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Animals In Print
The On-Line Newsletter

From
8 March 2001 Fact Sheet
Elephants

Elephants In captivity:
The sad truth behind the glitter and glamour

How does an elephant's life change when it is kidnapped from its natural habitat and then displayed in zoos or used in intricate and disciplined animal acts in a circus?

Are you under the assumption that the elephants enjoy this lifestyle. That they are trained with love and rewards? Had you expected to find their lives sheltered and protected, free from the dangers of the wild?

If so, you need to spend some time learning the brutal facts behind the glitter and glamor of the circus elephant and the tragic, lonely life of the elephants in zoos.

Because of the enormous size and strength of elephants, most trainers rely on chains and fear to make them obey. Some elephants spend almost their whole lives in chains. The well-known Dumbo lived 20 years in "martingales," chains that ran from his tusks to his feet. In the wild, the life expectancy of elephants is the same as ours. In the circus, many elephants die prematurely of disease and the stress of confinement.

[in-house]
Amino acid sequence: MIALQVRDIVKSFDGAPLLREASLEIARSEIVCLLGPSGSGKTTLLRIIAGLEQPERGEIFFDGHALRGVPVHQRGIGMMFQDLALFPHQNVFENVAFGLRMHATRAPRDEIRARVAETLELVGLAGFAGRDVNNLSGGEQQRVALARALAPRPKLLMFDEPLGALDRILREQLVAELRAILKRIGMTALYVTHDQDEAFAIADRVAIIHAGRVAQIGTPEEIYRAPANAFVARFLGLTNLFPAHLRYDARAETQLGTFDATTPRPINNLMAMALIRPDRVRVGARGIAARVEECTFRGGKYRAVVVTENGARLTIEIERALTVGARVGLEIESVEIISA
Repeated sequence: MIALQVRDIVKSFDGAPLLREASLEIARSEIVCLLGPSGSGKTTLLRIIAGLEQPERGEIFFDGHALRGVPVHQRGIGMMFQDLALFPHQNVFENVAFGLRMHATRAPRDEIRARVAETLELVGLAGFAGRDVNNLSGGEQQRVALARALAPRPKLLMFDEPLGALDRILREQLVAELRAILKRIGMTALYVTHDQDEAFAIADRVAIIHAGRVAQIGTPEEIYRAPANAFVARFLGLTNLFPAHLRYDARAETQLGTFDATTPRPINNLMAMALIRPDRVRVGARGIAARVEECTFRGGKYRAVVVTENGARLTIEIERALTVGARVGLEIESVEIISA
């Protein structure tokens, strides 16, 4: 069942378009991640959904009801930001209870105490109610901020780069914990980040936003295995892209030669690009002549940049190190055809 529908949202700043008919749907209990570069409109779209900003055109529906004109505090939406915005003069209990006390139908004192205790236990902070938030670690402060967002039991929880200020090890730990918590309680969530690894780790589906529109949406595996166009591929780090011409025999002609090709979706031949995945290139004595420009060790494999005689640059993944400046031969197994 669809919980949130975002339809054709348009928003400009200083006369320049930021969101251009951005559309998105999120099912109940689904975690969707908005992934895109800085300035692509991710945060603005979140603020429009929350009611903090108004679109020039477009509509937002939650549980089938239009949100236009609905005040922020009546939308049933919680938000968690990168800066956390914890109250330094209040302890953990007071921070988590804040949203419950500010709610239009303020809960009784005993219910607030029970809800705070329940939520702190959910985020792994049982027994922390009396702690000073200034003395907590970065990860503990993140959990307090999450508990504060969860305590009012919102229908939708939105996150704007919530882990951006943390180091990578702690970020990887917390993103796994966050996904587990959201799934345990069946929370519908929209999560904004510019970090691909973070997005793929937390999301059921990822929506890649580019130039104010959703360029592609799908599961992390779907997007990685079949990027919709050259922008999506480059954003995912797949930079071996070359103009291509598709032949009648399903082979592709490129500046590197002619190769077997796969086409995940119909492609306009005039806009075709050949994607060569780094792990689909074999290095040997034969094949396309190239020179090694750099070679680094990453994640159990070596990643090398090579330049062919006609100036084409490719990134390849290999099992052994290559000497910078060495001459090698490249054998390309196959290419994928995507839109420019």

What really goes on behind the scenes, let us take a look.

TO BREAK AN ELEPHANT YOU WILL NEED THE FOLLOWING TOOLS

Tools of the Trade

The whips, tight collars, muzzles, electric prods, bullhooks, and other tools used during circus acts and training sessions are reminders that the animals are being forced to perform.

Chains Elephants are chained by one or both front and hind legs during training sessions, transport, and often between shows. Inadequate exercise and prolonged standing in wet, unsanitary conditions may lead to foot problems such as foot rot, cracked nails, and infected cuticles.

Rope Baby elephants born in breeding compounds are prematurely removed from their mothers for training. During the separation process, calves are kept isolated and tied with ropes at the front leg and back leg. Rope burns may develop as they struggle against the restraints.

Bullhooks The bullhook, or ankus, has a long handle and a sharp metal hook, and it's used to discipline elephants. Although an elephants skin is thick, it is sensitive enough for them to feel the pain of an insect bite. Trainers embed the hook into the soft tissue behind the ears and inside the mouth or tender spots under the chin and around the feet. Click here for more information on the bullhook.

Whips The sting of a whip causes lingering, intense pain.

Electrical shock Like the whip, a jolt of electrical current is painful. Circuses often use electric prods and smaller hand-held shocking devices that are easily concealed.

Sticks, axe handles, baseball bats, metal pipes These weapons are used to hit and beat restrained animals in order to break their spirits and show them "who’s boss."

SOURCE: http://www.circuses.com/tools.html

Return to Animals in Print 8 Mar 2001 Fact Sheet

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